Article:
By Ray O’Hanlon
The political heart of retiring Rep. Ben Gilman’s district has been Rockland County, long a home to both Irish Americans and Irish immigrants searching for the suburban version of the American dream.
Gilman was able to draw on the support of many in the county’s Irish community in a congressional career spanning three decades.
So now, just as Gilman will clearly miss a political seat that is being taken from him as a result of redistricting, so too will many of his Irish constituents miss the man they have been helping send to Washington since 1972.
Brian Pearson for one is disappointed at the outcome for Gilman.
The Tyrone native, who stepped out as grand marshal of this year’s Pearl River St. Patrick’s Day Parade, said that Rockland’s Irish were going to lose a friend.
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“Ben was always available when we needed help,” Pearson, a member of the group known as the deportees, said recently. “I was disappointed to hear that he’s going to resign. He was always genuinely interested in the issues and willing to do the work. We still need him as there is still unfinished business.
“Gilman was always friendly and caring, a gentleman. I have the greatest respect for him.”
Maire Liberace, a Dublin native living in Pomona, said that Gilman always very quietly went about his work.
“He was extremely supportive of the whole Irish situation and always supportive of the thrust for peace,” she said.
“Ben did his research very thoroughly. He went to Ireland and met with average people, not just the prominent ones and because of this he developed a great insight. He will be greatly missed.” Liberace said.
Said Ann Loughman, a Galway native living in Pearl River: “You always felt free to pick up the phone and call his office no matter what the issue. Nothing was ever too outlandish.
“Ben Gilman has been our best friend on Irish issues going back many years. He is a very open person, very sincere and gracious.”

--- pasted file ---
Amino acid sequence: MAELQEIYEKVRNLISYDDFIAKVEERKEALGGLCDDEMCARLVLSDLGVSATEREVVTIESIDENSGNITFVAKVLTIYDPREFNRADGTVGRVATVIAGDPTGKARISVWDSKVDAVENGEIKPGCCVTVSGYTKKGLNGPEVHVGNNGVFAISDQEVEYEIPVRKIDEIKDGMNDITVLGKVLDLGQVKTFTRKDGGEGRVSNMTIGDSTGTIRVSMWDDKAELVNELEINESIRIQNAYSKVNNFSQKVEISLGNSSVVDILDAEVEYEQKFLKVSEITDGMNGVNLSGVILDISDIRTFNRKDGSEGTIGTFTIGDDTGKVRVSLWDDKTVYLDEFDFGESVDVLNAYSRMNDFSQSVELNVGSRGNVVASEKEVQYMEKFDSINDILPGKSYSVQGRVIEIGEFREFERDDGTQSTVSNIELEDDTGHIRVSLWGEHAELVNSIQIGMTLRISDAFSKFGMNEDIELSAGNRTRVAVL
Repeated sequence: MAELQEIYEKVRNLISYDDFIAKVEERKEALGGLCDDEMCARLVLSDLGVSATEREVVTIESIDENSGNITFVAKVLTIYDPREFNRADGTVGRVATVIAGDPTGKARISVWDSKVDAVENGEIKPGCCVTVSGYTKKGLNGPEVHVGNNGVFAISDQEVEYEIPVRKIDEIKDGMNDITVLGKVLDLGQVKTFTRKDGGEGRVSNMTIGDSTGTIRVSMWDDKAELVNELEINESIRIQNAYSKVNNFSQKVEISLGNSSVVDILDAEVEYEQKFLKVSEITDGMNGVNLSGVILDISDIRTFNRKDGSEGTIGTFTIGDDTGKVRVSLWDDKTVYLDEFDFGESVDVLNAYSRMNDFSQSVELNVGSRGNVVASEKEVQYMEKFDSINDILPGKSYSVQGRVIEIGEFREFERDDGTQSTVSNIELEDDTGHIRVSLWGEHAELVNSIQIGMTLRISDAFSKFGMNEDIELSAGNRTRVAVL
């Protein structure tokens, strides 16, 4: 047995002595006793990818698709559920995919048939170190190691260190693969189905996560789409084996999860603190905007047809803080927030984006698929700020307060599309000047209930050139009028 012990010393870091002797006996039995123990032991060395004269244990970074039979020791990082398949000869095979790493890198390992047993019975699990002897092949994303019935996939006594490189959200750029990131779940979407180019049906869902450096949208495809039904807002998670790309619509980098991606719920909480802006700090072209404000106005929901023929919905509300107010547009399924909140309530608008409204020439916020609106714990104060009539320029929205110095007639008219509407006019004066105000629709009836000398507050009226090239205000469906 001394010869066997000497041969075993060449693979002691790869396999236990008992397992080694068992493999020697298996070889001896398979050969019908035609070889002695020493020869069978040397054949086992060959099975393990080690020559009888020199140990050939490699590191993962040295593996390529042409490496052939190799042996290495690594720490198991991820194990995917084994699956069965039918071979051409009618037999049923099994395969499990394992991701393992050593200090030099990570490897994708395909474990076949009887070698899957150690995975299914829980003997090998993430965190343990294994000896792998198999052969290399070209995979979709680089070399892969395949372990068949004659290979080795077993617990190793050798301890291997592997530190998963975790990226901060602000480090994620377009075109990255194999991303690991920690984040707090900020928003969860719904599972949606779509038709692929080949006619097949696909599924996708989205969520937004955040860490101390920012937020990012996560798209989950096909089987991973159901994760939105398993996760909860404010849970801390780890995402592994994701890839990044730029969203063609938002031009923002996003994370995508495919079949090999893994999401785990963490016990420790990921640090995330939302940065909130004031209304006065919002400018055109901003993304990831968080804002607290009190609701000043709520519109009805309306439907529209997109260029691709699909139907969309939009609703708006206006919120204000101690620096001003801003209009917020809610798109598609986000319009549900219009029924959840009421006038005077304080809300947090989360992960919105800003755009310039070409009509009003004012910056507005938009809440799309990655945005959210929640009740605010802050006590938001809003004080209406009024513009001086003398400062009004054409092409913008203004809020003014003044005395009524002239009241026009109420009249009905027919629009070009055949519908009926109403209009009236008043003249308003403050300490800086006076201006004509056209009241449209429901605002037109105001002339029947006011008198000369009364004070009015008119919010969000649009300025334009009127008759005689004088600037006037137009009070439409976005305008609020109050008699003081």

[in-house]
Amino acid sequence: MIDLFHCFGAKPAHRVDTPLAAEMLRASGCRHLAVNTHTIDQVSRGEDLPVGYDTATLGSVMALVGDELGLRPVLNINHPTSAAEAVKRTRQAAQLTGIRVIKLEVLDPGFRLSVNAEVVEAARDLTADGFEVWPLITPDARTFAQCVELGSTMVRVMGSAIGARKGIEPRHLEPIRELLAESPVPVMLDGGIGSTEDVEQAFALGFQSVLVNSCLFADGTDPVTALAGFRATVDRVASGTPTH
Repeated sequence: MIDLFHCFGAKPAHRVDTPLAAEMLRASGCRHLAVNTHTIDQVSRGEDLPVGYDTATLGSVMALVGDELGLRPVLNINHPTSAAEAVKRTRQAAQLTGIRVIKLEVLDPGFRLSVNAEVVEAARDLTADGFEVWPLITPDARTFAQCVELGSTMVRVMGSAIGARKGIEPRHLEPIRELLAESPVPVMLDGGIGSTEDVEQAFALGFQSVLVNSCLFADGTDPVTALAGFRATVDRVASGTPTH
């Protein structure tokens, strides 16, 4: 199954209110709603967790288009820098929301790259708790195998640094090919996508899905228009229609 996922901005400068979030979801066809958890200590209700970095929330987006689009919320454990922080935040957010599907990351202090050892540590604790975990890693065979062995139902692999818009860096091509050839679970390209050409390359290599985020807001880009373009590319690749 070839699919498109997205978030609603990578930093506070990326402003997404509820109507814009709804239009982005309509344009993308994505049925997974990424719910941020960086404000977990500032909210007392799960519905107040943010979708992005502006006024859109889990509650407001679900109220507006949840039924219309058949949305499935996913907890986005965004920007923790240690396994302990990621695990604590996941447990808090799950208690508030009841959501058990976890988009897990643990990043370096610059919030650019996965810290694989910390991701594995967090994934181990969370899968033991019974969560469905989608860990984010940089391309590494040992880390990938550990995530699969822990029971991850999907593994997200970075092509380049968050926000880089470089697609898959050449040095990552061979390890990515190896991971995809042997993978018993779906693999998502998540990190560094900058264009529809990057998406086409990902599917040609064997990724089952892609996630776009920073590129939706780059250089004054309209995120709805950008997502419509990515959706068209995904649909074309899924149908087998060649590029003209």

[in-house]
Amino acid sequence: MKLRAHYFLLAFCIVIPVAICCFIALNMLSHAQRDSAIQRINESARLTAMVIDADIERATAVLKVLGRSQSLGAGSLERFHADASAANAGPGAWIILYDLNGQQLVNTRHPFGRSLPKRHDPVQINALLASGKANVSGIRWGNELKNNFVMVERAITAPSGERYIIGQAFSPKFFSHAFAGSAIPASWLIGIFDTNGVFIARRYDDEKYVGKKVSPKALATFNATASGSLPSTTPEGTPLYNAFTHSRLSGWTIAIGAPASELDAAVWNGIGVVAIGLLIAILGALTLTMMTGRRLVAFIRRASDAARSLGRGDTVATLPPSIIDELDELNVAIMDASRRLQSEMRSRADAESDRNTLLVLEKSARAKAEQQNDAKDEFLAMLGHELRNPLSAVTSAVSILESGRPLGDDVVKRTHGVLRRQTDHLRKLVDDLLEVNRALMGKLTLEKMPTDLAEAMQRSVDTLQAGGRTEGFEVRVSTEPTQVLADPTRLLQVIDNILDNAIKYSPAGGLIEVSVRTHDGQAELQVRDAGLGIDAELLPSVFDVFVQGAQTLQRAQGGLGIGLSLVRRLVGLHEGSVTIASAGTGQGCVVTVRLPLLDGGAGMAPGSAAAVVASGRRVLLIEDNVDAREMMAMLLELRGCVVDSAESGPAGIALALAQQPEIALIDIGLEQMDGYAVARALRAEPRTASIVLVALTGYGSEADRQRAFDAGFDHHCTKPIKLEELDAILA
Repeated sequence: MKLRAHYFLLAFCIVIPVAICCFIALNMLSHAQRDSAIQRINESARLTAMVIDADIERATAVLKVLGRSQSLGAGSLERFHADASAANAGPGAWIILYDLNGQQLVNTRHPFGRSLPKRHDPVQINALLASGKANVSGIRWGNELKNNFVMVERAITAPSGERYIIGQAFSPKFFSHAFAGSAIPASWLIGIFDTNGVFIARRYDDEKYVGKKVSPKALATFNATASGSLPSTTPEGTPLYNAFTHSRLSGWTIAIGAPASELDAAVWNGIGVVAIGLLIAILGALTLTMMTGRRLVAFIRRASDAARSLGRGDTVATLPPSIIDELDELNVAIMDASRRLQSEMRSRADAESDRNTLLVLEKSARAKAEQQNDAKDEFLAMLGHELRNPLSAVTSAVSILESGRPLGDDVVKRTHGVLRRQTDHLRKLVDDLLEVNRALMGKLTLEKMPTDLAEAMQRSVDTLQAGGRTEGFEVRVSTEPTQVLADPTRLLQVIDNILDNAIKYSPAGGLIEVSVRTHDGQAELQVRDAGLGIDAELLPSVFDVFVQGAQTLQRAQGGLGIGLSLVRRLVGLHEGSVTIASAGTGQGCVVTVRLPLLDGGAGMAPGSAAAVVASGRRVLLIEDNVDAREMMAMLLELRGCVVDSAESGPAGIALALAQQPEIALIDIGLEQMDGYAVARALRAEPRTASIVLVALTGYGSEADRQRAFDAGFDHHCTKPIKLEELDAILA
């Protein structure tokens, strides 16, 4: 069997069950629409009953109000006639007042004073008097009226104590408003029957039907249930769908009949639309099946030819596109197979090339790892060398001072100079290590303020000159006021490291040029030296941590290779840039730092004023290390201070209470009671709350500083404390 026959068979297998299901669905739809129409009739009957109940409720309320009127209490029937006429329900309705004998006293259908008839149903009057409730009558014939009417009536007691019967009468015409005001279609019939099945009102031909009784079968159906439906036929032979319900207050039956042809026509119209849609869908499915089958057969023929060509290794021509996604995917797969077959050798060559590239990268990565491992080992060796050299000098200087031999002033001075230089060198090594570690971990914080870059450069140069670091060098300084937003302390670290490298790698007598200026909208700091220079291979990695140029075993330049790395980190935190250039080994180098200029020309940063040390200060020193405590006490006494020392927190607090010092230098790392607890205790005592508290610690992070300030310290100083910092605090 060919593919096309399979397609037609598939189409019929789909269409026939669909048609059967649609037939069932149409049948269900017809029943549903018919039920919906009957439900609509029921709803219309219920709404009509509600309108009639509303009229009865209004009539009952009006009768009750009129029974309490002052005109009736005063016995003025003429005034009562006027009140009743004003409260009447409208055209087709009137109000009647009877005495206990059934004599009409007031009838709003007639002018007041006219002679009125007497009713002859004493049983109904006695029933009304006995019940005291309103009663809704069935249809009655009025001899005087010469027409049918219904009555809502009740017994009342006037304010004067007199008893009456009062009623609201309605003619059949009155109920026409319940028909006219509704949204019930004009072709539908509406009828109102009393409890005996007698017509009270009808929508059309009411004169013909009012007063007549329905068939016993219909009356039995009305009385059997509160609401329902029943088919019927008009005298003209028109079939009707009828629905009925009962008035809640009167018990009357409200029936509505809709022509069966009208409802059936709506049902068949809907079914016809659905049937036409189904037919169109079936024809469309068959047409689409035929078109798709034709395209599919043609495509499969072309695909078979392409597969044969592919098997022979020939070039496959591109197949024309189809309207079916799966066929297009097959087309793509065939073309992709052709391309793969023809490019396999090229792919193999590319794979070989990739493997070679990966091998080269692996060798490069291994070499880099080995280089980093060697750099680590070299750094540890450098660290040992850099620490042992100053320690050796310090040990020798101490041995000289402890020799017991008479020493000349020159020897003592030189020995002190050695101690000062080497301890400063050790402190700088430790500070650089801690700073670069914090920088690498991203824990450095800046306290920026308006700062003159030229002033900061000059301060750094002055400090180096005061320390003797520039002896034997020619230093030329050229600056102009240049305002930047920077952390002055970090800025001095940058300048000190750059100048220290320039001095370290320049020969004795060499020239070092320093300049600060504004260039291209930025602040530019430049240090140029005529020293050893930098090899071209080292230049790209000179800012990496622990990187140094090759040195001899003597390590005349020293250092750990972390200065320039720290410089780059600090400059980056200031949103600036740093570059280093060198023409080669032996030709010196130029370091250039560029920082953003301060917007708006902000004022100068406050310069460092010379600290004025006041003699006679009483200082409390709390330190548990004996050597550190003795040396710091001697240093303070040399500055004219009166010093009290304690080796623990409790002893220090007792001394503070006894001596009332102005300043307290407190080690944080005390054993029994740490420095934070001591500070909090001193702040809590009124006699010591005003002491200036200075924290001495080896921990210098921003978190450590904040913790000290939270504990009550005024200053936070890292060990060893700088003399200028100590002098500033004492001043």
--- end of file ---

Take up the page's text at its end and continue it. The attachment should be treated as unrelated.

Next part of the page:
Janette Major, a Dublin native living in Stony Point, said that Gilman had long been a good friend to the Irish.
“He did great work and his departure is going to be a big loss for the Irish community and the community in general,” she said.
Matt Reilly, a member of the Fort Worth Five, said that Gilman’s departure from the political stage would be a “huge loss” for the Irish-American community.
“Ben Gilman was right in the fight for us from the very beginning,” Reilly, a native of Derrylin, Co. Fermanagh, said.
The Fort Worth Five were charged with gunrunning offenses in 1972, the year that Gilman entered Congress. All were acquitted in a trial in the Texas city.
“Gilman has been a champion of the Irish cause, a great friend of the Irish in Rockland County and around the U.S.,” Reilly, who lives in Blauvelt, said.
Ken Tierney, another Rockland resident who was a member of the Fort Worth Five, described Gilman as a wonderful man who had always been responsive to the Irish community.
“Even in the most difficult days he stood firm. We all wish him well, long life and happiness,” Tierney said.
Rep. Peter King, the other GOP co-chair of the Ad Hoc Committee, said the loss of his colleague would be a severe one to the Irish-American community and to the issues the community considered vital.
“Ben was in many ways the unsung hero of the ’90s,” King said. “He was doing in the House [of Representatives] what Clinton was doing in the White House. His leaving will have a real impact.
“In one particular sense, because of his being a Jewish congressman, Ben was particularly effective because he was able to get around the kind of stereotyping that labels Northern Ireland as being just an Irish-Catholic issue.”